Autism Awareness: The Parent-Therapist Relationship

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Welcome to my Autism Awareness Parent Interview Series! I will interview a minimum of two parents per month. During these interviews, we will cover a specific theme regarding autism awareness. Our theme this week is Autism Awareness: The Parent-Therapist Relationship.

I present to you Mallory, a 24-year old mother to five-year old Holland who is diagnosed with autism and ADHD. Mallory’s three-year old son Zane has been diagnosed with epilepsy, asthma, food allergies, and a developmental delay. She has her Bachelor’s Degree in Psychology with a minor in Sociology and she is currently working towards her Master’s of Arts in Teaching.

What is the first thing that comes to your mind when you think of autism awareness?
When I think of autism awareness I think of informing my family and others in my community about autism. This is difficult because when people hear “Autism” they think of the media’s portrayal of autism, which isn’t always correct. This makes it hard to teach people about what autism really is and how each child is different when they’ve been diagnosed.

How old was your child when she was diagnosed with autism? How old is your child now?
My daughter was diagnosed with Autistic Disorder in June 2012. She is five years and five-months old now.

What therapies or related services does she receive?
Beginning February 2011, my daughter began receiving Early Intervention services, Occupational Therapy, and Speech Therapy through a local special needs school. In 2012, she began horseback riding therapy. She currently receives Occupational and Speech Therapies at school (she is in Kindergarten). She also receives extra therapies (Occupational, Speech and Physical, along with Aquatic therapies) after school.

What settings are these services provided in and how often?
She receives Speech Therapy at public school (twice a week for 30 minutes) and Occupational Therapy at public school (once a week for 30 minutes). She also receives Speech Therapy at a therapy office (once a week for one hour); Occupational Therapy at a therapy office (once a week for 30 minutes); and Physical (Aquatic) Therapy at a therapy office (once a week for one hour).

How would you describe your relationship with your child’s therapist?
My relationship with my child’s Speech and Occupational therapist at school is very friendly and personal. I talk with her Speech Therapist often through text messages to discuss her. I am not very familiar with her Speech, Occupational and Physical Therapist at the therapy office because I do not take her (her father takes her to this office).


How would you describe your child’s relationship with their therapist?
My child LOVES her speech therapist at school. I am not sure whether or not she LOVES her other therapists. She doesn’t say much about them.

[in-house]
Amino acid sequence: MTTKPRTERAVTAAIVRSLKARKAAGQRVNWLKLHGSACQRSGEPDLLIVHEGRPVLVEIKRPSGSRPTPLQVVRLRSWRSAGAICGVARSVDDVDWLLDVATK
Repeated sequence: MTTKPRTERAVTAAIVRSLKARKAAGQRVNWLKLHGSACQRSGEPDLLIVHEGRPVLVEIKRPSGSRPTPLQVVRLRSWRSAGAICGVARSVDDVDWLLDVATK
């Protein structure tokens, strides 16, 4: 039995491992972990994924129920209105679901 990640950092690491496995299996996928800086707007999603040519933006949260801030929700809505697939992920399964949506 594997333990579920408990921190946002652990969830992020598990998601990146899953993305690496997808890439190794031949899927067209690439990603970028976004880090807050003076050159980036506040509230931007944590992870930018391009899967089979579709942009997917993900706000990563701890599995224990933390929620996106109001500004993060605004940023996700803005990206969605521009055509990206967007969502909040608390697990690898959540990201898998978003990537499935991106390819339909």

How do you and your child’s therapist communicate?
School Speech Therapy: text, phone calls and e-mails; School Occupational Therapy: IEP meeting; and Therapy Office Occupational Therapy, Physical Therapy, and Speech Therapy: phone calls.

Does your child’s therapist welcome your input on creating specific and measurable IEP goals?
Yes, both the Occupational Therapist and Speech Therapist at school value and continuously ask for my feedback before, during, and after the IEP meetings we’ve had (especially her Speech Therapist).

What strategies from your child’s therapy sessions have been most helpful at home?
Being given cards to practice pronouns, opposites, and differences at home. She really enjoys seeing pictures mixed with words. She also enjoys cutting and gluing activities from her Occupational Therapist.

What advice can you give to other parents to enhance their relationship with their child’s therapists?
I would recommend being aware of what your therapist is doing with your child. You can ask for a calendar of what your child’s therapist is practicing on what days and ask for ideas about what you can do at home to enhance the therapist’s teaching. You want to make your therapist know that you are interested and determined to help your child. Your child’s therapist cannot do this job alone; it takes help from parents and other family members if you’d like to your child to improve quicker and comprehend these skills easier.

Is there anything else you would like to add?
I would just like to add that not only do therapists need the help and guidance of the parent, but the teacher (if they are in school) would be appreciative of your ideas about what works best for your child as well. You know your child best and you know what may work and what may not work. You still want to keep an open mind though because, as I know from experience, just because your child won’t do something about home, doesn’t mean they won’t do that for someone else.

Thank you Mallory for sharing your thoughts with us.

What is your relationship with your child’s therapist(s)?
Share your story and please show your support for Mallory in the comments. Please stay tuned for our next interview this month.


Miz Kp